The China syndrome
By Rikki N.Massand
To many young students from the United States, China remains a strange country. They do not have a clear view of Chinese society.
About 400 high school students from Western Pennsylvania and neighboring Ohio
joined a heated discussion last week over "China: What Does the Future
Braveen Ragunathan, a senior from an Ohio high school, was hedging his bets. "It's either going to turn out really good or really bad - who knows?" said the teenager. And that perplexity behind it, the cloudiness is what makes China truly important to discuss.
All Americans are connected to something about China some how or the other.
The World Affairs Council of Pittsburgh along with Rotary International hosted the forum to help American students learn more about the outside world. The focus this year was China, which has already affected the lives of people in Pittsburgh, a once-prominent United States industrial hub.
Schuyler Foerster, president of World Affairs Council of Pittsburgh, said the parents or grandparents of many of the students attending the forum had worked in steel mills and have heard a lot about outsourcing and job cuts.
A student from a high school in Seattle, Washington State, learns how to weave Chinese knots with a Chinese student at a high school in Hefei, East China's Anhui Province.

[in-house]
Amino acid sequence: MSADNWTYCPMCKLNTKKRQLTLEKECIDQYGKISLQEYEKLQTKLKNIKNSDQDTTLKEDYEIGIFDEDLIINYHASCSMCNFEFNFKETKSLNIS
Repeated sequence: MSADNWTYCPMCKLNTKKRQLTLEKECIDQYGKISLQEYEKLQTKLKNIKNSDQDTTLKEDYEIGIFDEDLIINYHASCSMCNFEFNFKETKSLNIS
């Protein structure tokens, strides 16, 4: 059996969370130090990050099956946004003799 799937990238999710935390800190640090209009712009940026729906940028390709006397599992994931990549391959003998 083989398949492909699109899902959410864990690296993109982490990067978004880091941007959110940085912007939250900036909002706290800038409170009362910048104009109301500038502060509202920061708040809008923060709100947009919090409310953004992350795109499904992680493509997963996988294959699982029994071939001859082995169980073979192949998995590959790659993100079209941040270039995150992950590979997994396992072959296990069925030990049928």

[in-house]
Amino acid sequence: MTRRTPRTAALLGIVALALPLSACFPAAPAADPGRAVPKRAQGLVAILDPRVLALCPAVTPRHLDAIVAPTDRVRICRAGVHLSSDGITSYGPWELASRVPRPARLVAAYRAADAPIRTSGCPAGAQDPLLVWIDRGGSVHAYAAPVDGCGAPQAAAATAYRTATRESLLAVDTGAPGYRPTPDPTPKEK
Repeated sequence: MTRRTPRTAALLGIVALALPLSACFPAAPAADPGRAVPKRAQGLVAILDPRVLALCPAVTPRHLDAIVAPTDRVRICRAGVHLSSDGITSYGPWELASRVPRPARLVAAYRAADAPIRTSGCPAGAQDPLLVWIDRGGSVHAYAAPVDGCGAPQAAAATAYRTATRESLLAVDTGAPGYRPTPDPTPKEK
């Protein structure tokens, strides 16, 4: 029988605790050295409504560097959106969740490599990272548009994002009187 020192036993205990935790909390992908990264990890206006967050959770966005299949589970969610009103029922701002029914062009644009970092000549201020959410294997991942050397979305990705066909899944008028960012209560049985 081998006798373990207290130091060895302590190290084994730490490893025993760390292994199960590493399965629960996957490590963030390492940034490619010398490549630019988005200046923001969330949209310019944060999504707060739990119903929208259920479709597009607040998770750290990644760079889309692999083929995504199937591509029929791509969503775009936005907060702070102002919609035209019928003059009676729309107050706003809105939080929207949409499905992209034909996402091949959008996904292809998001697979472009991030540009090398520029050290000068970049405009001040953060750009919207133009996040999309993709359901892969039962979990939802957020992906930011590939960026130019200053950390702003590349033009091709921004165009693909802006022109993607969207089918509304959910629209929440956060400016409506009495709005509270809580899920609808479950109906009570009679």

There were those too who grew up in rural areas and are now figuring out their future in the global marketplace.
"We try to make them realize that whatever they do they're going to be in a business in which they will be working with or competing against, or both, companies from all over the world."
One panel was entitled "Taking the pulse of the Asian Dragon" and featured Dr Pei Minxin, senior associate and director of the China Program at the Carnegie Endowment for International Peace. Dr William Overholt, Director of RAND Center for Asia Pacific Policy and the author of a new book on the United States, China and world politics, also took the stage.
Pei took the issue of the US concerns and made a very challenging comment to students summing up the importance of the day's program.
"A successful China is not something to fear, a China that fails is what threatens us," Pei said.
Elliott Blackwell, a junior at The Neighborhood Academy, a private school that provides low-income students college preparation, said he was impressed.
He said the forum let him know more about how China's economic development will affect America in the future.
Blackwell first learned about China when he did a school project on the Shang Dynasty (16th century-11th century BC) and also learnt about the Middle Kingdom's economic fall and recent rise. He hoped to visit China and learn firsthand from entrepreneurs "who are thriving there and want the US marketplace".
Some students, although impressed by China's economic surge, expressed uneasiness about the nation's practices and differences from the American ways of doing business or politics.
Paul Amon, a junior from Oil City High School, located halfway between Eerie, OH and Pittsburgh, has read about foreign policy and how China handles investments and says things favor China's economy to overtake the US.
Amon's mother is Chinese and has visited his grandparents, aunts and uncles in China many times. He wants to study in China.